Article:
| 108.0965 g/mol|
Ethylammonium nitrate or ethylamine nitrate (EAN) is a salt with formula C
3 or (C
3. It is an odorless and colorless to slightly yellowish liquid with a melting point of 12 °C. This compound was described by Paul Walden in 1914, and is believed to be the earliest reported example of a room-temperature ionic liquid.
Ethylammonium nitrate Wikipedia
Ethylammonium nitrate can be produced by heating ethyl nitrate with an alcoholic solution of ammonia or by reacting ethylamine with concentrated nitric acid. It has a relatively low viscosity of 0.28 poise or 0.028 Pa·s at 25 °C and therefore a high electrical conductivity of about 20 mS·cm−1 at 25 °C. It boils at 240 °C and decomposes at about 250 °C. Its density at 20 °C is 1.261 g/cm3.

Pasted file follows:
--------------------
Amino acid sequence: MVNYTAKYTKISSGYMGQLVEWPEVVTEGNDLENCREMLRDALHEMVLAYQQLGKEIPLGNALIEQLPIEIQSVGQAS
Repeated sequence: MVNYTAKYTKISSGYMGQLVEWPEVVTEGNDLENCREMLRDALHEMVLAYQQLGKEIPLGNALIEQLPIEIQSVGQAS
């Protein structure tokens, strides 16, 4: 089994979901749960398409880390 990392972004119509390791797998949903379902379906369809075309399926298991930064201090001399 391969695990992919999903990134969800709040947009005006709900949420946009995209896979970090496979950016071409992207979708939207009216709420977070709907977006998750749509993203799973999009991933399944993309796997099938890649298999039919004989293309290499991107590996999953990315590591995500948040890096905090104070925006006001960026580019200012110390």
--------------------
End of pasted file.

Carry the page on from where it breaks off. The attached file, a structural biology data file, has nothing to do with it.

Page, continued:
The ethylammonium ion (C
3 has three easily detachable protons which are tetrahedrally arranged around the central nitrogen atom, whereas the configuration of the NO−
3 anion is planar. Despite the structural differences, EAN shares many properties with water, such as micelle formation, aggregation of hydrocarbons, negative enthalpy and entropy of dissolution of gases, etc. Similar to water, EAN can form three-dimensional hydrogen bonding networks.
Ethylammonium nitrate is used as an electrically conductive solvent in electrochemistry and as a protein crystallization agent. It has a positive effect on the refolding of denaturated lysozyme, with the refolding yield of about 90%. The refolding action was explained as follows: The ethyl group of ethylammonium nitrate interacts with the hydrophobic part of the protein and thereby protects it from intermolecular association, whereas the charged part of EAN stabilizes the electrostatic interactions.